Twenty-one years since Mr. Bungle last recorded an album together, the California experimental rock band returns with a new album, which is actually a re-recording of the first album the band ever made. In 1986, Mr. Bungle self-produced and released The Raging Wrath of the Easter Bunny on cassette tape, a fiery collection of thrash metal that never got mass exposure. Thirty-four years later, the band has reunited, releasing a fresh rendition of the album, making the band’s earliest songs available for the first time on CD and digital.
The main players from the band’s original lineup are back: vocalist Mike Patton, lead guitarist Trey Spruance, and bassist Trevor Dunn. To round out the band, they added thrash metal icons Scott Ian (Anthrax guitarist) and Dave Lombardo (Slayer drummer). The resulting album is what you might expect from adding Anthrax and Slayer members to the Mr. Bungle fold.
With the songs receiving only minor modifications from their original 1986 compositions, The Raging Wrath of the Easter Bunny Demo is the most straightforward Mr. Bungle album. Devoid of the avant-garde compositions, atypical instruments, and jazz stylings, this release, for better or worse, is straight-up thrash metal. The rhythms are tight, the songs short and streamlined, and though it does have some of Mr. Bungle’s trademark quirks, especially in the lyrics, this album never goes off into insanely experimental territory like other Bungle outputs.
The eight songs on the original demo are accompanied by three new tracks, including covers of Stormtroopers of Death’s “Hypocrites / Habla Españnl O Muere,” which incorporates Mexican folk song “La Cucaracha” into the metal, and Corrosion of Conformity’s “Loss For Words.”
The album’s biggest weakness is its lack of variety. Without any of Mr. Bungle’s trademark experimentalism, the songs sound pretty much the same. In addition, Mike Patton (Faith No More), one of the most gifted singers in rock, is largely wasted, with all of his vocals consisting of growls, howls, and shrieks. This is Mr. Bungle getting back to the roots of their demo recording before Patton had developed his impressive vocal techniques and before the eclectic influences were incorporated into the sound.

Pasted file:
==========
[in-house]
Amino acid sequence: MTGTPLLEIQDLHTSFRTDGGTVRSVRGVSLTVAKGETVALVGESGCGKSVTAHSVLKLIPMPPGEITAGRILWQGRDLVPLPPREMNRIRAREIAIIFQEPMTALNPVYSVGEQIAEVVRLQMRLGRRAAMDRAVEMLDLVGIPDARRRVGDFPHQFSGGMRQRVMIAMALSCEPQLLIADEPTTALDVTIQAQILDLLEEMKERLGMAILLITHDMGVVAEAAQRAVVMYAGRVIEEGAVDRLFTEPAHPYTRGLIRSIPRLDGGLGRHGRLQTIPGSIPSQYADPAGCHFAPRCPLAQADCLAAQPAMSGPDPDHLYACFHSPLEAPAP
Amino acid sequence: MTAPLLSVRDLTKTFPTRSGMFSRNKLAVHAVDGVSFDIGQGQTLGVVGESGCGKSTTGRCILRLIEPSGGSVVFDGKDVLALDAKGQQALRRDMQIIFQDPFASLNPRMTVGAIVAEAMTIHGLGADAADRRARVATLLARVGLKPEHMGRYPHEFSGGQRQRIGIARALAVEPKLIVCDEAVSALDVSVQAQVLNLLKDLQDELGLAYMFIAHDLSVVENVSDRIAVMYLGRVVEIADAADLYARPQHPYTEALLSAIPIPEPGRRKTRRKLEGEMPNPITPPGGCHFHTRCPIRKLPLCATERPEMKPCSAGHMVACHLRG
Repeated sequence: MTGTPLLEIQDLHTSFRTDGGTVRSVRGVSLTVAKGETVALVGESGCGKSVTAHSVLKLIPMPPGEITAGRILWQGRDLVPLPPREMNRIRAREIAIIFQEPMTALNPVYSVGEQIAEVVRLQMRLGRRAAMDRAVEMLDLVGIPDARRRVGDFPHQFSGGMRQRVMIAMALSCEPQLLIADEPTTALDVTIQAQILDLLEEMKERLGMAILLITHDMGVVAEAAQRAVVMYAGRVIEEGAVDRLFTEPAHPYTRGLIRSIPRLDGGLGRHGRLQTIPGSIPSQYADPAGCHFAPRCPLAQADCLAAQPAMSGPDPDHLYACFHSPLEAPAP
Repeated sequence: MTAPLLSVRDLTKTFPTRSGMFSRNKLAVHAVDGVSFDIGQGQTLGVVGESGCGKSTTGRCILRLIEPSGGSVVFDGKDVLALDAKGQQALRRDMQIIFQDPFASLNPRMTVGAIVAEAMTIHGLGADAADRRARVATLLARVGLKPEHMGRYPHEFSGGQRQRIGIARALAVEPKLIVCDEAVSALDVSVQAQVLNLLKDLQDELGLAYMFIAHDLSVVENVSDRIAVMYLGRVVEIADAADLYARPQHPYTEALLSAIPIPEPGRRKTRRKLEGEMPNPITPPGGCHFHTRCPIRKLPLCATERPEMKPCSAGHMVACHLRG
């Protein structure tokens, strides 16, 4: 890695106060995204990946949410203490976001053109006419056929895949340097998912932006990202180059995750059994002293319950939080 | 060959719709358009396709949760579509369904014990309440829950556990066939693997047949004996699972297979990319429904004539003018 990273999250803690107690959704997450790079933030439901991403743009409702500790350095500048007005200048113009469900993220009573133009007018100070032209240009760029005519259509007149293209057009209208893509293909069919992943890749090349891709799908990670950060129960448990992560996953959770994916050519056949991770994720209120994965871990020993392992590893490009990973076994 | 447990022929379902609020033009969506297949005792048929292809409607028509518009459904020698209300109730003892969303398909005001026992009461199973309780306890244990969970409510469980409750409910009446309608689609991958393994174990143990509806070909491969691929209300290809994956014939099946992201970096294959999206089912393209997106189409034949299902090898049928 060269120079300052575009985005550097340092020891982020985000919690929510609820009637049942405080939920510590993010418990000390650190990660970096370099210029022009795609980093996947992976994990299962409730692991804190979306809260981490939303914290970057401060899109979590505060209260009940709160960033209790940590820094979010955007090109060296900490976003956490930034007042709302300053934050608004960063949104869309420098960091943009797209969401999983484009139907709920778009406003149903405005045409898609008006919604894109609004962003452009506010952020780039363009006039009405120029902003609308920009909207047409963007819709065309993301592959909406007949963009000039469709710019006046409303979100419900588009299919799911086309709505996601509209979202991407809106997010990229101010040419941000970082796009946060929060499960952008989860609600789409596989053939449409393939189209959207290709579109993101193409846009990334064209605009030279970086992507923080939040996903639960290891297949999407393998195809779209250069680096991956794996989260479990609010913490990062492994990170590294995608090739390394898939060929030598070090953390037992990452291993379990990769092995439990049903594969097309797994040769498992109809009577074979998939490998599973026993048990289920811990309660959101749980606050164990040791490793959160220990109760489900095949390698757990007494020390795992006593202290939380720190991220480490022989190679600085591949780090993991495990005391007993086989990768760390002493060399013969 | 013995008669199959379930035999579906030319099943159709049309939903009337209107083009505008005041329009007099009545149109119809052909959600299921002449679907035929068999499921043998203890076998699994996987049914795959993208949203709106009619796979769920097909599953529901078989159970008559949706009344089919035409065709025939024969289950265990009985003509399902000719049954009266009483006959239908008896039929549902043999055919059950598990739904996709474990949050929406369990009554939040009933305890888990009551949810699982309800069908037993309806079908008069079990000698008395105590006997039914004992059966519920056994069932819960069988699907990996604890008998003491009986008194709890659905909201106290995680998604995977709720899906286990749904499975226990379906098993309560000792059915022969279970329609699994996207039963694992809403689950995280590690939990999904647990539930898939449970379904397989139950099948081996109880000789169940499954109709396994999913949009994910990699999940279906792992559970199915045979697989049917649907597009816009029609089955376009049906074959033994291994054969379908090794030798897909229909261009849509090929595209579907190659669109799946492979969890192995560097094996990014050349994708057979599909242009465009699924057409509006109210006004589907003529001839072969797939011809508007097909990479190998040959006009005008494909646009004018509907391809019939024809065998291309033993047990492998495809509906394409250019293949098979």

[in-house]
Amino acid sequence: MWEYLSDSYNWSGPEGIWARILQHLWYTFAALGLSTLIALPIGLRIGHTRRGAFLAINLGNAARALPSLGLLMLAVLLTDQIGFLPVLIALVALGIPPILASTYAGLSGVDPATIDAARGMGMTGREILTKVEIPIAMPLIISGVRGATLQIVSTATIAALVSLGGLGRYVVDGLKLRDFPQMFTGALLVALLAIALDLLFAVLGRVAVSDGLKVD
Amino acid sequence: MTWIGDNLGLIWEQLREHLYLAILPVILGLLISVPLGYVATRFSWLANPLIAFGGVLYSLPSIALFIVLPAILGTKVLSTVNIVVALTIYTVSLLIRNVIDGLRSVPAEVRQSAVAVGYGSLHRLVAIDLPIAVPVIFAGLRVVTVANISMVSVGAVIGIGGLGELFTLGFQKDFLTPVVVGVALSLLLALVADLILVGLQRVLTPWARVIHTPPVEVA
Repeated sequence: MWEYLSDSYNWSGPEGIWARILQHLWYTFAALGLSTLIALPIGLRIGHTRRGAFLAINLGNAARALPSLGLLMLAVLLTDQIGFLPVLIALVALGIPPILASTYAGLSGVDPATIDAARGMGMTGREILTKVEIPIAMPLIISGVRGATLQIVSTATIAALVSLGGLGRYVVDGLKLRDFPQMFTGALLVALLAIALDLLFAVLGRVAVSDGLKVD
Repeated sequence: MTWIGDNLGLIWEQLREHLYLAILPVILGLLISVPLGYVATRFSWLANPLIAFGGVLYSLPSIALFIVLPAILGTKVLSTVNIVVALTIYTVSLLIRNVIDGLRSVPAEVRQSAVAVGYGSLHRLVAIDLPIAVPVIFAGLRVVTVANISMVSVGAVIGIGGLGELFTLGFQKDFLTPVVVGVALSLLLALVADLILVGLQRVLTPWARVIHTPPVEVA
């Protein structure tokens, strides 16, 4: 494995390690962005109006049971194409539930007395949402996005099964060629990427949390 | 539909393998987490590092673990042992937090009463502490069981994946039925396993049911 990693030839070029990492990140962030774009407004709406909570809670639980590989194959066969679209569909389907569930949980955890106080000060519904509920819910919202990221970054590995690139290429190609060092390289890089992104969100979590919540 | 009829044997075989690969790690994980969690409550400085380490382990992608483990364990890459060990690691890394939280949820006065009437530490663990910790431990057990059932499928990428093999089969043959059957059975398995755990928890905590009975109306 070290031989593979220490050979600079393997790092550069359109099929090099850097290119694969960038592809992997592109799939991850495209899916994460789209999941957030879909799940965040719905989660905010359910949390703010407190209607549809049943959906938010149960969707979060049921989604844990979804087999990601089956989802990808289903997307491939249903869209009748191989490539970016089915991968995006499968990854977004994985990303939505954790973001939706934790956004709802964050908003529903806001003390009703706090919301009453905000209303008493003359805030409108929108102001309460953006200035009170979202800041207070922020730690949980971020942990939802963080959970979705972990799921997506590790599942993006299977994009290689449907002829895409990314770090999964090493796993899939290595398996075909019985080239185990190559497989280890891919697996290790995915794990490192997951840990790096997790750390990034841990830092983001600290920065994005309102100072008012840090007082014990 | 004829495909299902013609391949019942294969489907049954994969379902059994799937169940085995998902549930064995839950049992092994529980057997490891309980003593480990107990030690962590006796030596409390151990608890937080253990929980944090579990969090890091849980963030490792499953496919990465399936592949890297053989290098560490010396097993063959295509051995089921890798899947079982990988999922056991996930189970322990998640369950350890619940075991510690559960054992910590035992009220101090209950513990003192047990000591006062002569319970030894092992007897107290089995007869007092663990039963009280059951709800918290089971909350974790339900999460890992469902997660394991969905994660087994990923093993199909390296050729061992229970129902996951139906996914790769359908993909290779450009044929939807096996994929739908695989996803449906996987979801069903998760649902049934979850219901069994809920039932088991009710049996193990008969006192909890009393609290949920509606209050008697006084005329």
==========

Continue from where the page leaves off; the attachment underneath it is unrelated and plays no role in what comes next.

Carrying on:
Judged as a thrash metal album, it’s impressive. Ian and Spruance can shred with the best of them, laying down frenetic speed metal riffs and soaring solos. Lombardo’s drumming is heavy and menacing.
“Raping Your Mind” is high-octane thrash, Ian’s rapid-fire palm-muted rhythm meeting Lombardo’s pulverizing drums. “Prepare your dead spirits and your rotting flesh; prepare now, I’m raping your mind,” Patton bellows. Lyrics like that would be difficult to take seriously, but taking Mr. Bungle seriously has never been an option.
The infectious “Methematics” starts with a mid-tempo power chord riff before exploding into palm-muted tremolo picking. In its interludes between verses, Ian and Spruance unleash secondary riffs that are among the band’s best. The bludgeoning mid-tempo riffing of “Eracist” is the perfect song for a slow, brutal mosh pit. “Well, you picked a bad day to have a bad day; now you’re eracist,” Patton snarls over the crunching rhythm.
The Raging Wrath of the Easter Bunny Demo is the most accessible Mr. Bungle album, if it’s possible for thrash metal to be accessible. Without the musical detours and oddities of other Bungle releases, the band puts an emphasis on rocking out, and when it comes to speed-metal aggression and musicianship, few bands can match this lineup’s chops. Fans looking for the outlandishness of Disco Volante may be disappointed, but anyone looking for angry, nonsensical mosh music will find everything they need.